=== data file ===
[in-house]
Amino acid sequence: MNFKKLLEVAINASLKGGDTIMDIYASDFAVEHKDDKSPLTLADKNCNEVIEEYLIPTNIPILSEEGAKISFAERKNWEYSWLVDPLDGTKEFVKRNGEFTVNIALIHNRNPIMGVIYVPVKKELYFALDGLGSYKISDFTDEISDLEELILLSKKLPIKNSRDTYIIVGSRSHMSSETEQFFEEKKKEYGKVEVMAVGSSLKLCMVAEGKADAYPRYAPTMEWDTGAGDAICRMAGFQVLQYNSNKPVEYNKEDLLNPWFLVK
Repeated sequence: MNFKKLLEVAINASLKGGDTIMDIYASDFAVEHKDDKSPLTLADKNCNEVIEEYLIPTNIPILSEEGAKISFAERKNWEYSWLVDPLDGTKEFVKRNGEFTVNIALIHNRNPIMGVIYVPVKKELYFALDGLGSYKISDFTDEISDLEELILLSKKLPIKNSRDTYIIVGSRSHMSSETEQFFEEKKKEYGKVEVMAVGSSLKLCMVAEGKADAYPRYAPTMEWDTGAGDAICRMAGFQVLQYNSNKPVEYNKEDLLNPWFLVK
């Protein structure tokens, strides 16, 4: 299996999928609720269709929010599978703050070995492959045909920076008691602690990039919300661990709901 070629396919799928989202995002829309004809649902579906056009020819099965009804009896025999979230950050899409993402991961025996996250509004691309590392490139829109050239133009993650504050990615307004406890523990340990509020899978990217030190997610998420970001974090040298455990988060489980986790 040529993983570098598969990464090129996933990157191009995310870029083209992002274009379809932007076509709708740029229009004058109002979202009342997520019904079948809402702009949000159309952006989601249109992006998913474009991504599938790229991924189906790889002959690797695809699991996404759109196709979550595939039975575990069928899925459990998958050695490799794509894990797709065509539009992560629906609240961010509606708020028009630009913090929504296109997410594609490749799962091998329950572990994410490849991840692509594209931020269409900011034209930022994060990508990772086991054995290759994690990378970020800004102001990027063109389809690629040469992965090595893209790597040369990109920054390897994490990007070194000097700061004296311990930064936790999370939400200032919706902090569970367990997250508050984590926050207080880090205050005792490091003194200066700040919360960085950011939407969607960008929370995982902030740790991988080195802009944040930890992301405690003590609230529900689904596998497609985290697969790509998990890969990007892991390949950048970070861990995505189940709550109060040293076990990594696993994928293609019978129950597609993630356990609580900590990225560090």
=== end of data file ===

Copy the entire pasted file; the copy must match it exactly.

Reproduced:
[in-house]
Amino acid sequence: MNFKKLLEVAINASLKGGDTIMDIYASDFAVEHKDDKSPLTLADKNCNEVIEEYLIPTNIPILSEEGAKISFAERKNWEYSWLVDPLDGTKEFVKRNGEFTVNIALIHNRNPIMGVIYVPVKKELYFALDGLGSYKISDFTDEISDLEELILLSKKLPIKNSRDTYIIVGSRSHMSSETEQFFEEKKKEYGKVEVMAVGSSLKLCMVAEGKADAYPRYAPTMEWDTGAGDAICRMAGFQVLQYNSNKPVEYNKEDLLNPWFLVK
Repeated sequence: MNFKKLLEVAINASLKGGDTIMDIYASDFAVEHKDDKSPLTLADKNCNEVIEEYLIPTNIPILSEEGAKISFAERKNWEYSWLVDPLDGTKEFVKRNGEFTVNIALIHNRNPIMGVIYVPVKKELYFALDGLGSYKISDFTDEISDLEELILLSKKLPIKNSRDTYIIVGSRSHMSSETEQFFEEKKKEYGKVEVMAVGSSLKLCMVAEGKADAYPRYAPTMEWDTGAGDAICRMAGFQVLQYNSNKPVEYNKEDLLNPWFLVK
């Protein structure tokens, strides 16, 4: 299996999928609720269709929010599978703050070995492959045909920076008691602690990039919300661990709901 070629396919799928989202995002829309004809649902579906056009020819099965009804009896025999979230950050899409993402991961025996996250509004691309590392490139829109050239133009993650504050990615307004406890523990340990509020899978990217030190997610998420970001974090040298455990988060489980986790 040529993983570098598969990464090129996933990157191009995310870029083209992002274009379809932007076509709708740029229009004058109002979202009342997520019904079948809402702009949000159309952006989601249109992006998913474009991504599938790229991924189906790889002959690797695809699991996404759109196709979550595939039975575990069928899925459990998958050695490799794509894990797709065509539009992560629906609240961010509606708020028009630009913090929504296109997410594609490749799962091998329950572990994410490849991840692509594209931020269409900011034209930022994060990508990772086991054995290759994690990378970020800004102001990027063109389809690629040469992965090595893209790597040369990109920054390897994490990007070194000097700061004296311990930064936790999370939400200032919706902090569970367990997250508050984590926050207080880090205050005792490091003194200066700040919360960085950011939407969607960008929370995982902030740790991988080195802009944040930890992301405690003590609230529900689904596998497609985290697969790509998990890969990007892991390949950048970070861990995505189940709550109060040293076990990594696993994928293609019978129950597609993630356990609580900590990225560090």